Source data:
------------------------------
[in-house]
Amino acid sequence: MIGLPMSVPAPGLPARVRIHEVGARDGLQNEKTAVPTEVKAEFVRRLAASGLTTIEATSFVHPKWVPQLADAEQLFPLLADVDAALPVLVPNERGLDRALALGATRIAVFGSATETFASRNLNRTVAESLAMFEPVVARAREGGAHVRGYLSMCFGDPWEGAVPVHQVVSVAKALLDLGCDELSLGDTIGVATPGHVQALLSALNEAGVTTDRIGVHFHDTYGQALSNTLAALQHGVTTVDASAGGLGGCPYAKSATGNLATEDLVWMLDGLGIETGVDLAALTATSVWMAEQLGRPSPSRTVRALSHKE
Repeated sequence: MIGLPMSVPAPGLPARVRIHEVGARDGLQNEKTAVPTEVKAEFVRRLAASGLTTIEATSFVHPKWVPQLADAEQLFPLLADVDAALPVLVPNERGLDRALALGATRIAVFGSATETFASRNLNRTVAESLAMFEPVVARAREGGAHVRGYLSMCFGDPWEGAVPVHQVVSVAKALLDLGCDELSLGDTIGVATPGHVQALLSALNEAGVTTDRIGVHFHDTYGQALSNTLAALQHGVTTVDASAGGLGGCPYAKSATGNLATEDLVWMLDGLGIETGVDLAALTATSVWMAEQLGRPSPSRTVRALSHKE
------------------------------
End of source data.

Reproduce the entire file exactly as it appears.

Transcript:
[in-house]
Amino acid sequence: MIGLPMSVPAPGLPARVRIHEVGARDGLQNEKTAVPTEVKAEFVRRLAASGLTTIEATSFVHPKWVPQLADAEQLFPLLADVDAALPVLVPNERGLDRALALGATRIAVFGSATETFASRNLNRTVAESLAMFEPVVARAREGGAHVRGYLSMCFGDPWEGAVPVHQVVSVAKALLDLGCDELSLGDTIGVATPGHVQALLSALNEAGVTTDRIGVHFHDTYGQALSNTLAALQHGVTTVDASAGGLGGCPYAKSATGNLATEDLVWMLDGLGIETGVDLAALTATSVWMAEQLGRPSPSRTVRALSHKE
Repeated sequence: MIGLPMSVPAPGLPARVRIHEVGARDGLQNEKTAVPTEVKAEFVRRLAASGLTTIEATSFVHPKWVPQLADAEQLFPLLADVDAALPVLVPNERGLDRALALGATRIAVFGSATETFASRNLNRTVAESLAMFEPVVARAREGGAHVRGYLSMCFGDPWEGAVPVHQVVSVAKALLDLGCDELSLGDTIGVATPGHVQALLSALNEAGVTTDRIGVHFHDTYGQALSNTLAALQHGVTTVDASAGGLGGCPYAKSATGNLATEDLVWMLDGLGIETGVDLAALTATSVWMAEQLGRPSPSRTVRALSHKE